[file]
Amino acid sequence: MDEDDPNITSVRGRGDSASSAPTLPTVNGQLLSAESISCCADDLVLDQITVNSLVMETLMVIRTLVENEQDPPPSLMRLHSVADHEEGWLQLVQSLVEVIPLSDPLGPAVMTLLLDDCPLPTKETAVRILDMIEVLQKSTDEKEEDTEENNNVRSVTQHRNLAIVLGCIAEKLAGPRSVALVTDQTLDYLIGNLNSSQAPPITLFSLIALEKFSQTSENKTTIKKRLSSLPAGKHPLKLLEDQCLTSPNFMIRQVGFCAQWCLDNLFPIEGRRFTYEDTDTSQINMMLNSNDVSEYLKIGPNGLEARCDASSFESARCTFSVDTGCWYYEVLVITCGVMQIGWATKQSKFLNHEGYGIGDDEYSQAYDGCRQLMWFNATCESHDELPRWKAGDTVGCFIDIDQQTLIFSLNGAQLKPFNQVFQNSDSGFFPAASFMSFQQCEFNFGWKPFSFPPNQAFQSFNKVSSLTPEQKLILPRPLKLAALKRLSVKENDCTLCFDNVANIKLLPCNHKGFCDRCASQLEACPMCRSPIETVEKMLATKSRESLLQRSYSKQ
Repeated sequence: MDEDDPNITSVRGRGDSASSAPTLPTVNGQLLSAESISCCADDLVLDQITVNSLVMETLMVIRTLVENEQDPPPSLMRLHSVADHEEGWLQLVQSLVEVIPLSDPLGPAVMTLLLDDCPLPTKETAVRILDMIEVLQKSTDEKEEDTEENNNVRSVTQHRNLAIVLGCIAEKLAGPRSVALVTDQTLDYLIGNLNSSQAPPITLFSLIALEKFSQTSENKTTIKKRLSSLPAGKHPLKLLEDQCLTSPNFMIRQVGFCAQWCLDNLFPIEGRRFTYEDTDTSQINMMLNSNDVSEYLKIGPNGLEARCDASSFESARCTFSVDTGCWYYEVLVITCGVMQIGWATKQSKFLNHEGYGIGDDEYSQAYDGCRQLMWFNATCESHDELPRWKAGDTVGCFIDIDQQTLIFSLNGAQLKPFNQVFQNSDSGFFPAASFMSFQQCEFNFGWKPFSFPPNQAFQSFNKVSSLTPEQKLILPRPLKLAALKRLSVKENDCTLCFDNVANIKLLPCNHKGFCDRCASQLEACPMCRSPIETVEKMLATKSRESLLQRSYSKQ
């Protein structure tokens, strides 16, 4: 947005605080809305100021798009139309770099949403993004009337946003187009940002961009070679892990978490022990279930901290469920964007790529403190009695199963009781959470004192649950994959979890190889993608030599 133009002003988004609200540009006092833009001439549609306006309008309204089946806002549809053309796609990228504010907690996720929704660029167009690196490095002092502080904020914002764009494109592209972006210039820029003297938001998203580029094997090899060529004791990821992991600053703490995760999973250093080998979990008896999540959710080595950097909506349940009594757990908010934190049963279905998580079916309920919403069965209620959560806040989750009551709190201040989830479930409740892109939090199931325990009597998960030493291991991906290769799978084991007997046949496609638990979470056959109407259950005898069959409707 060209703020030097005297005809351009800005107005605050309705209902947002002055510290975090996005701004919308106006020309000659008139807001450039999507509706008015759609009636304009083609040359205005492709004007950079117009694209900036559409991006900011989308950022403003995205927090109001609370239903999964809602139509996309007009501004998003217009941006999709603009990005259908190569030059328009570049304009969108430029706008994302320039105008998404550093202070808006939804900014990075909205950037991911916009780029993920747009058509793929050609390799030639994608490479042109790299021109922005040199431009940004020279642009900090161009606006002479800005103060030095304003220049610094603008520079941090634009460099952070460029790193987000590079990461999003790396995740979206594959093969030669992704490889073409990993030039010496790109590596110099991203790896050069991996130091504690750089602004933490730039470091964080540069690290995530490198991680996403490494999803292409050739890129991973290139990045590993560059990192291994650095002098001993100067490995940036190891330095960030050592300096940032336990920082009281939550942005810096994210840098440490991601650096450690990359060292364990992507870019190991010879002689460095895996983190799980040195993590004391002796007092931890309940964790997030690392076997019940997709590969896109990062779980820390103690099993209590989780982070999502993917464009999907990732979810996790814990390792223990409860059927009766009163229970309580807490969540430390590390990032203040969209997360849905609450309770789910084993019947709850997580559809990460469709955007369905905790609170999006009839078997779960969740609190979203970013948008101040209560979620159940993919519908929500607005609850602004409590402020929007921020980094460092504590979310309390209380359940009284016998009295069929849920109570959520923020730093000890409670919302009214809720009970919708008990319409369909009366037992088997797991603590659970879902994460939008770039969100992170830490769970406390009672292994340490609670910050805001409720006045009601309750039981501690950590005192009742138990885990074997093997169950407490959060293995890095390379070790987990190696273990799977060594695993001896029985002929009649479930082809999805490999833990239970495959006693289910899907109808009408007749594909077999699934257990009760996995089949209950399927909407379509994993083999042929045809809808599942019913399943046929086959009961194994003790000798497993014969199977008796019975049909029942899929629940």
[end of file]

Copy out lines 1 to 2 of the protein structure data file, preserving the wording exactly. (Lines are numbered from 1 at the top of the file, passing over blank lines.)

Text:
Amino acid sequence: MDEDDPNITSVRGRGDSASSAPTLPTVNGQLLSAESISCCADDLVLDQITVNSLVMETLMVIRTLVENEQDPPPSLMRLHSVADHEEGWLQLVQSLVEVIPLSDPLGPAVMTLLLDDCPLPTKETAVRILDMIEVLQKSTDEKEEDTEENNNVRSVTQHRNLAIVLGCIAEKLAGPRSVALVTDQTLDYLIGNLNSSQAPPITLFSLIALEKFSQTSENKTTIKKRLSSLPAGKHPLKLLEDQCLTSPNFMIRQVGFCAQWCLDNLFPIEGRRFTYEDTDTSQINMMLNSNDVSEYLKIGPNGLEARCDASSFESARCTFSVDTGCWYYEVLVITCGVMQIGWATKQSKFLNHEGYGIGDDEYSQAYDGCRQLMWFNATCESHDELPRWKAGDTVGCFIDIDQQTLIFSLNGAQLKPFNQVFQNSDSGFFPAASFMSFQQCEFNFGWKPFSFPPNQAFQSFNKVSSLTPEQKLILPRPLKLAALKRLSVKENDCTLCFDNVANIKLLPCNHKGFCDRCASQLEACPMCRSPIETVEKMLATKSRESLLQRSYSKQ
Repeated sequence: MDEDDPNITSVRGRGDSASSAPTLPTVNGQLLSAESISCCADDLVLDQITVNSLVMETLMVIRTLVENEQDPPPSLMRLHSVADHEEGWLQLVQSLVEVIPLSDPLGPAVMTLLLDDCPLPTKETAVRILDMIEVLQKSTDEKEEDTEENNNVRSVTQHRNLAIVLGCIAEKLAGPRSVALVTDQTLDYLIGNLNSSQAPPITLFSLIALEKFSQTSENKTTIKKRLSSLPAGKHPLKLLEDQCLTSPNFMIRQVGFCAQWCLDNLFPIEGRRFTYEDTDTSQINMMLNSNDVSEYLKIGPNGLEARCDASSFESARCTFSVDTGCWYYEVLVITCGVMQIGWATKQSKFLNHEGYGIGDDEYSQAYDGCRQLMWFNATCESHDELPRWKAGDTVGCFIDIDQQTLIFSLNGAQLKPFNQVFQNSDSGFFPAASFMSFQQCEFNFGWKPFSFPPNQAFQSFNKVSSLTPEQKLILPRPLKLAALKRLSVKENDCTLCFDNVANIKLLPCNHKGFCDRCASQLEACPMCRSPIETVEKMLATKSRESLLQRSYSKQ